As part of its strategy for further improving operating performance, GGP is pursuing various development/redevelopment projects related to its existing properties. For example, earlier this year, it announced an agreement to acquire 11 Sears locations for $270 million, which it anticipates will ultimately add over 300,000 square feet of new in-line gross leasable area. GGP plans to continue opening various new “big box” stores, as it did in 2011. Separately, during 2011, GGP formed a joint-venture (JV) partnership with the Canada Pension Plan Investment Board to purchase a mall in St. Louis, Mo., contributing an existing property to the JV. It also formed a JV with Kimco Realty to redevelop a mall in Maryland. Management has stated that GGP is exploring other JV opportunities as a means of facilitating growth.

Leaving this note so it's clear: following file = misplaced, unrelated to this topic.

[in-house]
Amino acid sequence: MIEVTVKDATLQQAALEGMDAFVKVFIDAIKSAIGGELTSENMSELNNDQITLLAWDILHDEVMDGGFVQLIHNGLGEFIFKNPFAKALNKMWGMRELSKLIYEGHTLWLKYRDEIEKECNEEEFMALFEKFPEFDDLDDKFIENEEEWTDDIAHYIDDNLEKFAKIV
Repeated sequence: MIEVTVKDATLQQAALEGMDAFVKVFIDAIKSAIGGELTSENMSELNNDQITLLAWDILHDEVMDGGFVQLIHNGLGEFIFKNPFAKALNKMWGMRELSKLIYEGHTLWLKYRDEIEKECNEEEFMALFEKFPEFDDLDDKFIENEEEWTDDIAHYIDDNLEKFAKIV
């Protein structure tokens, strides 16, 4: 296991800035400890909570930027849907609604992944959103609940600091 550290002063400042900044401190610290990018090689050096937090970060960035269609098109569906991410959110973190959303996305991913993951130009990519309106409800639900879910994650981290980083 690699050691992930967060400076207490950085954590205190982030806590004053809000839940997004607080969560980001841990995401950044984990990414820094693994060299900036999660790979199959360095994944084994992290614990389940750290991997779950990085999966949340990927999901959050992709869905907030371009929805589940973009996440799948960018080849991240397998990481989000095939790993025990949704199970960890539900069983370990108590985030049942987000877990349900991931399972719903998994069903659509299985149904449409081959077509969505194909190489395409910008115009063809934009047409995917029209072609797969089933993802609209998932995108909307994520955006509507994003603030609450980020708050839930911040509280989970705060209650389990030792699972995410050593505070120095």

GGP’s lease portfolio affords significant cash flow stability. Yet, the company’s coverage metrics are relatively weak, reflecting its heavy debt burden. While GGP has taken actions over the past two years to refinance its property-level secured debt to extend maturities and lock in low interest rates, the extent of de-leveraging has been limited. GGP allocated $1.1 billion of debt to RPI in conjunction with the spin-off, but the spin-off constituted a net distribution to shareholders valued at $427 million. During 2011, GGP completed share repurchases totaling $554 million. For our analytical purposes, we focus on financial information that accounts for GGP’s pro rata share of JVs and excludes RPI. On this basis, debt-to-debt-plus-equity was a high 70% at Dec. 31, 2011, even with the substantial write-up of assets that occurred when the company emerged from bankruptcy. Based on our expectation that adjusted funds from operations will be about $900 million in 2012, we anticipate that, in 2012, funds-from-operations-to-total-debt will be about 5%, debt-to-EBITDA will be 9.6 times, debt-fixed-charge-coverage will be 1.5x, and total coverage will be 1.1x-all levels that we view as only marginally supportive of the current rating.